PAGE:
“It’s something I can’t really describe right now,” said MacKenzie Weegar, the tournament’s leading scorer among defenders. “I’m just trying to take it all in at the moment. But right from training camp in Budapest, to Riga, to here it’s just been a really surreal experience and it’s all worth it with a gold medal around my neck. There were lots of bumps. Slovakia in OT, we lost to the Swiss, we lost to Norway. We had to come together and learn as a team. We stuck with it, we learned from our mistakes and we came out on top.”
Germany had the better start right from the opening faceoff, showing more interested in getting the puck deep and chasing it down. Canada looked tentative and unsure, and didn’t look particularly intent in playing in the offensive end. Slowly but surely, though, the game opened, and Germany struck first.
Moritz Seider fired a long pass to JJ Peterka at the Canada blue line. He brought the puck under control and went in alone, snapping a shot under the glove on Samuel Montembeault at 7:44 to make it 1-0. Canada coach Andre Tourigny’s staff thought the play might have been offside and requested a coach’s challenge, thinking Peterka’s skates were inside the blue line as he tried to control the puck, which was right on the line. The video review favoured Germany, and Canada had to play a man down as well.
They weathered that storm and tied the game soon after off the rush. Jake Neighours made a pass in centre ice that hit a skate and bounced fortuitously to Peyton Krebs, and he went in on a 2-on-1 with Blais, who wired a shot high over Niederberger’s shoulder after getting the perfect feed from Krebs at 10:47.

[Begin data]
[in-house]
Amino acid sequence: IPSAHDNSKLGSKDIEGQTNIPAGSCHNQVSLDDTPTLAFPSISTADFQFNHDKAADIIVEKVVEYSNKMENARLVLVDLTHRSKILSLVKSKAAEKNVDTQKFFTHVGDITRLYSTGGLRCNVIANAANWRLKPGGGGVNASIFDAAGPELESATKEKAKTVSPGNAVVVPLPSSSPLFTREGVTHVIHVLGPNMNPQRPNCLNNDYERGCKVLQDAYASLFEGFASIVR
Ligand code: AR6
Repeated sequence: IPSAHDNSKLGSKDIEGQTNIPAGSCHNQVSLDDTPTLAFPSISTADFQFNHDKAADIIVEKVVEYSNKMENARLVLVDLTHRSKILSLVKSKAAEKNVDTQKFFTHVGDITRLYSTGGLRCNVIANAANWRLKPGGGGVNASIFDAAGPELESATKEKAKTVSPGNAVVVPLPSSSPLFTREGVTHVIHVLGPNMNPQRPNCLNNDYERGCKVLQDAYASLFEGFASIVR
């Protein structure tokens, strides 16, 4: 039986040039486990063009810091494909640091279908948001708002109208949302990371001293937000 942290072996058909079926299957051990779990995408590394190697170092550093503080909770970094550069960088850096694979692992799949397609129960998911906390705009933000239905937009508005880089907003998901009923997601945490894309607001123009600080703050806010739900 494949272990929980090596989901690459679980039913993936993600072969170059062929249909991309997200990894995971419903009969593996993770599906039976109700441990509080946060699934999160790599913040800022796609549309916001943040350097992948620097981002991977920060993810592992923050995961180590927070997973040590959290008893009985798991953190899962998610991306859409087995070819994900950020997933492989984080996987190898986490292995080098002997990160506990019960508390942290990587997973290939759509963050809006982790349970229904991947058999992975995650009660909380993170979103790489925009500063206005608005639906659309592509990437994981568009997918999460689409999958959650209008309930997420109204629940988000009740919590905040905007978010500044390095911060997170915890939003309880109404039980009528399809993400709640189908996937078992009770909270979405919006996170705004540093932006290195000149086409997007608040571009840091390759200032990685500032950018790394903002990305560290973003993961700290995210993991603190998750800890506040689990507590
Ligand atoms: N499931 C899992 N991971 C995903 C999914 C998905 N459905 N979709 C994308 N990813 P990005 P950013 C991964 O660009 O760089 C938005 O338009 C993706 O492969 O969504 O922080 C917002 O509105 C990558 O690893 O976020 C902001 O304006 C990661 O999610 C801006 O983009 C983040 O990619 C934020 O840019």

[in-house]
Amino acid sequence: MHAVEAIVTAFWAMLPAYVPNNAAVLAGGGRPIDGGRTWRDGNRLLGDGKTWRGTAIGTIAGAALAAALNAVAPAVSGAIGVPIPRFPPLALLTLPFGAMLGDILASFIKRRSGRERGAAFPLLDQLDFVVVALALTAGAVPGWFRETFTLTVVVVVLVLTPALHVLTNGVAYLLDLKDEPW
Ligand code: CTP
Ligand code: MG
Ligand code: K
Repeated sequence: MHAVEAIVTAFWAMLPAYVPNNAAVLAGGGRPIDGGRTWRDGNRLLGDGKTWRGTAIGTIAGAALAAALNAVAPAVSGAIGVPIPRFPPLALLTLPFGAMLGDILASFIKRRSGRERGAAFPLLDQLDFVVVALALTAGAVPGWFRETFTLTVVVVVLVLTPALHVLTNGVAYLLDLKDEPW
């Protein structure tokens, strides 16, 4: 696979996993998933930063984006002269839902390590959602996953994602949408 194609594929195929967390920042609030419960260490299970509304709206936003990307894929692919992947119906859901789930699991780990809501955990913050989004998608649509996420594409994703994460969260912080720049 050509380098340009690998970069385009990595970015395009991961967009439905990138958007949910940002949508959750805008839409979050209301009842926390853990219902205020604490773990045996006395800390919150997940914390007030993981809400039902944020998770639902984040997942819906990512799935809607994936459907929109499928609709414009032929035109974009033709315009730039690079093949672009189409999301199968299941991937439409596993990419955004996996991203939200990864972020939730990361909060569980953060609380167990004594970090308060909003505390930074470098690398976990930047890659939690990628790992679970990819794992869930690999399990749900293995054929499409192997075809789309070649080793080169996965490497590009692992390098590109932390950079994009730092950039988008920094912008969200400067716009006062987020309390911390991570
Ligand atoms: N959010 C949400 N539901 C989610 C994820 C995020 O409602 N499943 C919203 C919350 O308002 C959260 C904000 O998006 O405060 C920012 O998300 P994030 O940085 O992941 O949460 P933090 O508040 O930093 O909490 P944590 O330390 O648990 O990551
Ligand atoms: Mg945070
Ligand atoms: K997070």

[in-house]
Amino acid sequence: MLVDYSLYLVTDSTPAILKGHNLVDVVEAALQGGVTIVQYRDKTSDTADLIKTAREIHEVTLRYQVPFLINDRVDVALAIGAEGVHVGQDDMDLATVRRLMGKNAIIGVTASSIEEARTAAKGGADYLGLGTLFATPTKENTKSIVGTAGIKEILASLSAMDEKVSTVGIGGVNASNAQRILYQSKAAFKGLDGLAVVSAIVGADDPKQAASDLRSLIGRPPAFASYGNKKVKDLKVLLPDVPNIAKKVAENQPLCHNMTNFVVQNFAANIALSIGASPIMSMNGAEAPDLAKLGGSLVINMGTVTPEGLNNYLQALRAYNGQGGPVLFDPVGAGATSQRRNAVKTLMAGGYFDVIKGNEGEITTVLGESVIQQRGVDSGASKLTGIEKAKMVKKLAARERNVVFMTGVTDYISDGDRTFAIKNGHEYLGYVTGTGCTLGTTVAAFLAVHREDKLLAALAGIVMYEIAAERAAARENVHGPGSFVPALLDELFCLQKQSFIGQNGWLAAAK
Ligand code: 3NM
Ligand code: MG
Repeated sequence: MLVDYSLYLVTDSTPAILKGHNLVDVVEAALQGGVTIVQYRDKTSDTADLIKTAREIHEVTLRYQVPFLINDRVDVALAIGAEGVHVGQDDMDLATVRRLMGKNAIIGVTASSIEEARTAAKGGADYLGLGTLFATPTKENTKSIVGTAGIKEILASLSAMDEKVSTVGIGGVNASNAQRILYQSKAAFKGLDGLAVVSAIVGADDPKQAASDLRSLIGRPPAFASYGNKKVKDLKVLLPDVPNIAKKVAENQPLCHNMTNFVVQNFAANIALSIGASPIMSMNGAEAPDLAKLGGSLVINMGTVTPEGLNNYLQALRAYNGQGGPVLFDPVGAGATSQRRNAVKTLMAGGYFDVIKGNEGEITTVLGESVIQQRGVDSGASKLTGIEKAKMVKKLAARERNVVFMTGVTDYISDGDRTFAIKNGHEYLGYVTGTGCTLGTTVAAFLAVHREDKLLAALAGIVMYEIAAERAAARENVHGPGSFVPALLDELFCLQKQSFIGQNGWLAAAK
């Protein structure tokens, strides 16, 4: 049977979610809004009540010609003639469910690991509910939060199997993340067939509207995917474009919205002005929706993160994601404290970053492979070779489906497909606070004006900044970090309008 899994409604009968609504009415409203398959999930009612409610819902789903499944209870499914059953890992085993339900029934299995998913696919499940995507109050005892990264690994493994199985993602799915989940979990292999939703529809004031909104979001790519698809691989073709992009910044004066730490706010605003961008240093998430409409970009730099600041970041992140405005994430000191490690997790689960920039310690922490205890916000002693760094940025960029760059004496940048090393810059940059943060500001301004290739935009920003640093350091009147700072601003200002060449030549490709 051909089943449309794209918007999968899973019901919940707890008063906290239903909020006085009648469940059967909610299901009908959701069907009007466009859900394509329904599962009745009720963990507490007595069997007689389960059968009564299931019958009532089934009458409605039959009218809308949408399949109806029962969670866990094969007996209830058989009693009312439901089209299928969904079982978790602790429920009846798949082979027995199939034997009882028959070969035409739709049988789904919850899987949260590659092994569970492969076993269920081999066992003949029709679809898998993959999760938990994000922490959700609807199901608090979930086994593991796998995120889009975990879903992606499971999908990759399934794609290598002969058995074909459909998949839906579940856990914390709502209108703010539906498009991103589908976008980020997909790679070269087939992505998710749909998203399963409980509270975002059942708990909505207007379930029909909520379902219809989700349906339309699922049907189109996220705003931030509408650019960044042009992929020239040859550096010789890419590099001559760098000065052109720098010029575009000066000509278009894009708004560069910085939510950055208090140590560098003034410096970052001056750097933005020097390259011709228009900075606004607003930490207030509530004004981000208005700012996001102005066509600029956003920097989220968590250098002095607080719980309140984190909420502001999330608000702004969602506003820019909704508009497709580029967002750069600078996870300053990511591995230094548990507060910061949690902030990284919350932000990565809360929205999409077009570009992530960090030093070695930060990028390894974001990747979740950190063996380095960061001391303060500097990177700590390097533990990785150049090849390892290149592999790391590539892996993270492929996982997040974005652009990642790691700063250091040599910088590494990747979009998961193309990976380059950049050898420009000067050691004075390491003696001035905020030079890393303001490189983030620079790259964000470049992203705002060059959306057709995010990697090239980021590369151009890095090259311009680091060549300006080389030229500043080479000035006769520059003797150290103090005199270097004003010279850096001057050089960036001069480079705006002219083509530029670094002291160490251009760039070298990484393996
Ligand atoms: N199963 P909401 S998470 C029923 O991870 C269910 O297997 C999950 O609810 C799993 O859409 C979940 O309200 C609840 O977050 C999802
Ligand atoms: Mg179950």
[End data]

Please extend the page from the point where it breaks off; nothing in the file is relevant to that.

Play turned tepid as the second period began as teams didn’t want to open up and leave themselves vulnerable. It became apparent this was going to be a low-scoring game, and goals would be hard to come by. Germany took the lead at 13:47 on a weird play. They tried to clear the puck in deep from centre but it hit a player at the blue line, then hit another man in front after an errant pass. But then it landed on the stick of Daniel Fischbuch, and he beat Montembeault before anyone knew what had happened.
But as in the first, Canada didn’t panic and tied the score less than four minutes later, on the power play. It was Krebs again who was the set-up man, this time finding Lawson Crouse in front, inside Germany’s defensive box. Crouse just redirected Krebs’s pass past Niederberger’s glove at 17:28.
In the third, it was all Canada, looking poised and confident, their experience in pressure games evident. It seemed just a matter of time before they would go ahead, and Blais provided the gold-medal-winning goal in due course.
Even at the end, when coach Harold Kreis pulled Niederberger for a sixth skater with 3:21 to play, Canada never looked like they would surrender the lead, and at 18:06 Laughton hit the empty net to start Canada’s celebrations early.
“I think it was an even fight, and if we learn from our mistakes, I think we’ll be in a good position in the upcoming years,” said Moritz Seider, the team’s young star on the blue line. “We haven’t done this in 70 years, so nobody can take that away from us. We made history today. The team made history, and I’m really proud of every one of us.”